A: The Anchor Institution Initiative is a network of 50+ health systems and supporting institutions collaborating to align internally, partner with the community, and advance inclusive and sustainable local economies that sustain health and well-being. At the core, this initiative seeks to address the root causes of economic and racial inequities that create barriers to health and thriving as a person living in that community. 

Because of the inequities seen in healthcare this initiative and network started in healthcare but is rolling out into the community because there’s more than just the health inequities, there’s also institutional- and organizational-level systemic inequities within corporations and organizations.

UCSF is one of the city’s top employers and a powerful and well-respected institution in the community. We want to continue to live up to that legacy of being an involved and engaged neighbor in the community by creating a bridge of opportunity for small/local/diverse businesses to conduct business with the UCSF and UCSF Health.

This initiative is important because we really have to conduct business better. When we think about moving forward outside of this pandemic and how it’s ruined people’s livelihoods, key players, – large organizations, health institutions, powerful corporations and government – these all have a very important part or role to play. I think it’s become a responsibility to show up and help make a difference. This project is important because it’s going to help rebuild the local economy as well as the greater Bay Area.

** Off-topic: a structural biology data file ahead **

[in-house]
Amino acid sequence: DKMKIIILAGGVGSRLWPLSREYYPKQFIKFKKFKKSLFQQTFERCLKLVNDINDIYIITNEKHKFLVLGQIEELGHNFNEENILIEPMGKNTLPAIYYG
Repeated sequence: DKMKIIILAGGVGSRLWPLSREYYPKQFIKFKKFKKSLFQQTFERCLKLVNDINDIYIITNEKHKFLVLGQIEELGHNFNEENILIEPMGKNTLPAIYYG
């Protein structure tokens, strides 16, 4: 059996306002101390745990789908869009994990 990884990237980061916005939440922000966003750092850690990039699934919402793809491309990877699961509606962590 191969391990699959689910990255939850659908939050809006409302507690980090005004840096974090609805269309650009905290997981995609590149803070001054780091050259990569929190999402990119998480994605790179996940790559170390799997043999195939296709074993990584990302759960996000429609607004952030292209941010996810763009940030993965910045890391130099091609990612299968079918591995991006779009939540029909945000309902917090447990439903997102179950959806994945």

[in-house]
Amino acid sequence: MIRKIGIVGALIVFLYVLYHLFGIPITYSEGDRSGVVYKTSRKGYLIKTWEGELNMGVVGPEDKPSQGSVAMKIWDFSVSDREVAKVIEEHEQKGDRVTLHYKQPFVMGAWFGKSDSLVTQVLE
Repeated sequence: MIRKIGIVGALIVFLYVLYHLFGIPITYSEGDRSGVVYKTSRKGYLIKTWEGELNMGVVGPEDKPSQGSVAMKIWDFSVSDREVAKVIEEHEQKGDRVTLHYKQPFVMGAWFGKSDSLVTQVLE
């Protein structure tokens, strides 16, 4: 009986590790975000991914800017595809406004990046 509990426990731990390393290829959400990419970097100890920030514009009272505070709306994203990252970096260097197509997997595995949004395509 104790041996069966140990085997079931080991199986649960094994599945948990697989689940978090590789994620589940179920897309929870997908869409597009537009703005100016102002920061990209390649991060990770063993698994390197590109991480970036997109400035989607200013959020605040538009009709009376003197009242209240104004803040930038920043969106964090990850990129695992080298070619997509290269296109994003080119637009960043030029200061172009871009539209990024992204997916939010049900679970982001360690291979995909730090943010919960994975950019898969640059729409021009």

Q: What is your role and that of SCM?

A: In Procurement, we want to focus on the spend. Currently, UCSF has a very small percentage of spend that goes to supplier diversity at about less than 8 percent. We see that as an opportunity in the procurement/contracting department to address this as a need to help small/local/diverse businesses that are going out of business permanently as our way to address economic inequity. I’m that dedicated resource that’s going to be working on this day in and day out.

To start, I met with the president of the San Francisco African American Chamber of Commerce (SFAACC) to identify, assess and find ways to build strategies and metrics around creating this bridge to conduct business in construction work at UCSF. It’s taking these external stakeholders, assessing their needs, evaluating what the needs are internally at UCSF and to see where the opportunities for spend are, who those decision-makers are so that we can begin to align with the goal of diversifying that spend.

I will need to build relationships and allies across the organization in various sectors and levels to reach campus, research and health. I will meet with departments where needs are identified in large spend categories, discuss their spend, build a framework that aligns goals and introduce them to the small/local/diverse businesses that we sourced. In order to divert the current spend, we will focus on building a program framework that will operationalize a system to encourage and promote the use of small/local/diverse businesses and suppliers.

I would love for people to get involved and to advocate for their department in spend. (See the box for information on joining Copado for her upcoming “mastermind” session.